Quantum chromodynamics (QCD) is the component of the
Standard Model of
elementary particle physics that governs the strong interactions. It
describes how quarks and gluons, the fundamental entities of strongly
interacting matter, are bound together to form strongly interacting
particles, such as protons and neutrons, and it determines how these
particles in turn interact to form atomic nuclei.
The Standard Model
has been enormously successful; however, our knowledge of it is incomplete
because it has proven extremely difficult to extract many of the most important
predictions of QCD, those that depend on the strong coupling regime of the
theory. To do so from first principles and with controlled systematic errors
requires large scale numerical simulations within the framework of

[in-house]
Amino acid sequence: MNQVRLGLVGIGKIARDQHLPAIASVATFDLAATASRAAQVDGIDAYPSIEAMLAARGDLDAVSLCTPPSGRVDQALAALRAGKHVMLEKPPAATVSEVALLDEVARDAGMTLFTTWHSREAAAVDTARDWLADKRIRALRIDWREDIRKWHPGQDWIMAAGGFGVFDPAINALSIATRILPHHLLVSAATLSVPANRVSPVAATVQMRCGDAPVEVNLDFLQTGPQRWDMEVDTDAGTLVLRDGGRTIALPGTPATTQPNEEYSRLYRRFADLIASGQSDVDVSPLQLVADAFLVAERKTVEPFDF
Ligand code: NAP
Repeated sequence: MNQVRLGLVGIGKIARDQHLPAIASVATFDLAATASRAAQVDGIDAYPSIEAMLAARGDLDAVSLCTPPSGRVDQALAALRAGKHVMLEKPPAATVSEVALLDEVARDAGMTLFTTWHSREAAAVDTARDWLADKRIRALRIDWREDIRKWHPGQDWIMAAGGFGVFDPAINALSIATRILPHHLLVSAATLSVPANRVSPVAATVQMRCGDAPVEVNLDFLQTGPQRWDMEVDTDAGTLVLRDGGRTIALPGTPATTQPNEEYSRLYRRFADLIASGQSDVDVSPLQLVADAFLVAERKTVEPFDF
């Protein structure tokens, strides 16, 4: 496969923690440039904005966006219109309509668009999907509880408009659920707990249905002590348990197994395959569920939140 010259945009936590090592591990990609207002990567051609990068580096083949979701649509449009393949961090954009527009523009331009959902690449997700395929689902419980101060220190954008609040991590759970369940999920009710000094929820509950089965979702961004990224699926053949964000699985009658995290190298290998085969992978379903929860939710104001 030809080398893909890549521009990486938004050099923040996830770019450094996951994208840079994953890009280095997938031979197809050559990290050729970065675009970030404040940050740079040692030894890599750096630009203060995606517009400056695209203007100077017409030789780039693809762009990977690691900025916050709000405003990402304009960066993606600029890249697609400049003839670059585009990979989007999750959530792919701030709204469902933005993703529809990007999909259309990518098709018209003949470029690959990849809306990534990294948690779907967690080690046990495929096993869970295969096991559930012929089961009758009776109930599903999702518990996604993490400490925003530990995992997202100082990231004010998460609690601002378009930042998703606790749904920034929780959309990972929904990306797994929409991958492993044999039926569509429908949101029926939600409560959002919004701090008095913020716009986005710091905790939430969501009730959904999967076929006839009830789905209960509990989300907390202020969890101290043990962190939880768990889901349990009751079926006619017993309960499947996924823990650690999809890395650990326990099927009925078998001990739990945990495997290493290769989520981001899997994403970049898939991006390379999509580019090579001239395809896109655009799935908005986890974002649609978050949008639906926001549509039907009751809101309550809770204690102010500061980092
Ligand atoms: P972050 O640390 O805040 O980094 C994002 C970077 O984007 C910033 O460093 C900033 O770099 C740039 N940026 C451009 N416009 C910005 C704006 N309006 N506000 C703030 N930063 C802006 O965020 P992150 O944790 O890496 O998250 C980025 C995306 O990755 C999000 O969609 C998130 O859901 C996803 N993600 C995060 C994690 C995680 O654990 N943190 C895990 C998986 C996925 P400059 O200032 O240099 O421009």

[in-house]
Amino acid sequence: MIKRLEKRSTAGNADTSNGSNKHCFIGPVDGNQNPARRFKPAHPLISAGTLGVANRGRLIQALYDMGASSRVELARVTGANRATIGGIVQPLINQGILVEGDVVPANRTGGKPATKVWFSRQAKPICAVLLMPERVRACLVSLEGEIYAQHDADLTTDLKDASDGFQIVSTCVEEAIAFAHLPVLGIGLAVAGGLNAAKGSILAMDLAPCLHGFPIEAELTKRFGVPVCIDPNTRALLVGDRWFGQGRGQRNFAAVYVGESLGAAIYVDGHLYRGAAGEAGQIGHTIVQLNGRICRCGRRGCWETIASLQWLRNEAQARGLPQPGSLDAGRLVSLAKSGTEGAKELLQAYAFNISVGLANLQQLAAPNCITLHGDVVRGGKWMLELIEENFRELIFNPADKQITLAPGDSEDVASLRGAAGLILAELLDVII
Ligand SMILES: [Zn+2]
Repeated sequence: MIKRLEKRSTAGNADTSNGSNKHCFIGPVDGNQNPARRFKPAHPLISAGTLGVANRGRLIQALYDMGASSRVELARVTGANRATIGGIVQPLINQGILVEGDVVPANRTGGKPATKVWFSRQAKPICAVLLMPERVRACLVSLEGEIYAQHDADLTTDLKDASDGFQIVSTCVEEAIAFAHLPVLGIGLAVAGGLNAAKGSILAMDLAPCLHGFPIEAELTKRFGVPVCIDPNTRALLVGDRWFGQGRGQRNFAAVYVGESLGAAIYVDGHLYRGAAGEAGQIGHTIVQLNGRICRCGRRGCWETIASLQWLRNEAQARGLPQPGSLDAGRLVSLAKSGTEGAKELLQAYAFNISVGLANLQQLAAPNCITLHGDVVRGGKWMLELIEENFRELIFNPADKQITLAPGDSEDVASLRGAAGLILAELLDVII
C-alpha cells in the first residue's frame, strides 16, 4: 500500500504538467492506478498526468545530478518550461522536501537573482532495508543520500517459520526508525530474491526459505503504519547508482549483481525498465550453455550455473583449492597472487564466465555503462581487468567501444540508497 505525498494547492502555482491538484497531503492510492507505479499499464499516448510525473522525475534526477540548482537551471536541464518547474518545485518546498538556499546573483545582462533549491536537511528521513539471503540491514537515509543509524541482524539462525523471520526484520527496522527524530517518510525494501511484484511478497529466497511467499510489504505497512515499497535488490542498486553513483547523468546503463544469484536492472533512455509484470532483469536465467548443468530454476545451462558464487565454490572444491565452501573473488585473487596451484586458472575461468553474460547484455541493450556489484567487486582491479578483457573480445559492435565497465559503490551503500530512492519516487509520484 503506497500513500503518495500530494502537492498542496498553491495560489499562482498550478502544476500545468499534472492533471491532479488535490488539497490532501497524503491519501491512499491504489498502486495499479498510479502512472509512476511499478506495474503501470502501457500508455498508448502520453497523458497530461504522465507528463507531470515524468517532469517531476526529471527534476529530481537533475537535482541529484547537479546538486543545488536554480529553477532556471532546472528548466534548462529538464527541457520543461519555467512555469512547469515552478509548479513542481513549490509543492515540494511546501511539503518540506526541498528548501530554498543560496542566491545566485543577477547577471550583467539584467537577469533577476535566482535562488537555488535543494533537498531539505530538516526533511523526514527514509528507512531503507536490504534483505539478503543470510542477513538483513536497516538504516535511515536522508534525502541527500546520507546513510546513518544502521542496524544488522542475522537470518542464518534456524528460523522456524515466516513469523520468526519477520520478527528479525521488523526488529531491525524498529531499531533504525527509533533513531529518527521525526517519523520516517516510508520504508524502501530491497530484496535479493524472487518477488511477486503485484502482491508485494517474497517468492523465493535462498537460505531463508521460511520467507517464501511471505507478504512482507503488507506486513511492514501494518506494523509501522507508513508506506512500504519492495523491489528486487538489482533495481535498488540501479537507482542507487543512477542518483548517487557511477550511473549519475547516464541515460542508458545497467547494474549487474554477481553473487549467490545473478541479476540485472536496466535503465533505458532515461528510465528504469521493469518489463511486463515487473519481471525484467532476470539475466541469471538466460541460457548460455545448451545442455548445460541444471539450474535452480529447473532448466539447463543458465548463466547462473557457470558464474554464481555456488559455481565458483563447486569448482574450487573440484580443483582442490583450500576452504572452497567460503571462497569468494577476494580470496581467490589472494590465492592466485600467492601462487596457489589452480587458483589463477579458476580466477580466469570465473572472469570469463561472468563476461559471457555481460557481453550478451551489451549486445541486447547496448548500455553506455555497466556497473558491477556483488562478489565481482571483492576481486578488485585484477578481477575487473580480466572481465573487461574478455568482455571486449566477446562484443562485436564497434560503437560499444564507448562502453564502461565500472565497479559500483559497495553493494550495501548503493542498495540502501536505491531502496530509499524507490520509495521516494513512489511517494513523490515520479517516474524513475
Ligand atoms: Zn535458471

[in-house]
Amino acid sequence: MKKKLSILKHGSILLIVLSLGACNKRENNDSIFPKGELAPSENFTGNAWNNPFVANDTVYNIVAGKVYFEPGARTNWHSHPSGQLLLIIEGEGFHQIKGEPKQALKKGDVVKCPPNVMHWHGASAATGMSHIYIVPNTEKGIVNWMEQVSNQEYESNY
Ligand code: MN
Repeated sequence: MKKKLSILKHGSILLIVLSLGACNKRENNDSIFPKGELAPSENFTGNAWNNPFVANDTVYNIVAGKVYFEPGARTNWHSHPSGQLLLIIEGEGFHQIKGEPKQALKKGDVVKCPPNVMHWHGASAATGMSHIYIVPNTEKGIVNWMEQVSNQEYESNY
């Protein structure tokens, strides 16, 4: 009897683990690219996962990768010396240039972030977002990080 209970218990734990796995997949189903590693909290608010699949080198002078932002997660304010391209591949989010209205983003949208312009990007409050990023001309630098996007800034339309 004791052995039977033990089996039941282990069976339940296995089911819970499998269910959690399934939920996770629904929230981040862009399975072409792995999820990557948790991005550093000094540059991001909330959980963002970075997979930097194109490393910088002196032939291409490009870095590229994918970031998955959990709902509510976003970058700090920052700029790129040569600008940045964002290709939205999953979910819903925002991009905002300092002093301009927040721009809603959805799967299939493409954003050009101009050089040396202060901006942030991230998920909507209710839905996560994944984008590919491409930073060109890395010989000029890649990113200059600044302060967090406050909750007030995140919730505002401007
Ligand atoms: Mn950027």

lattice gauge theory.
Such simulations are needed to address problems that are at the
heart of the Department of Energy's large experimental programs in high energy
and nuclear physics.
Our immediate objectives are to 1) calculate the effects of the strong interactions on weak interaction processes to the accuracy needed
to make precise tests of the Standard Model and to serch for evidence of physics beyond the Standard Model; 2) determine the properties
of strongly interacting matter under extreme conditions such as those that
existed in the very early development of the universe, and are created
today in relativistic heavy ion collisions; 3) calculate the masses of
strongly interacting particles and obtain a quantitative understanding of their internal structure. and 4) lay the foundations for investigations of strongly interacting sectors of new physics which may be discovered at the LHC.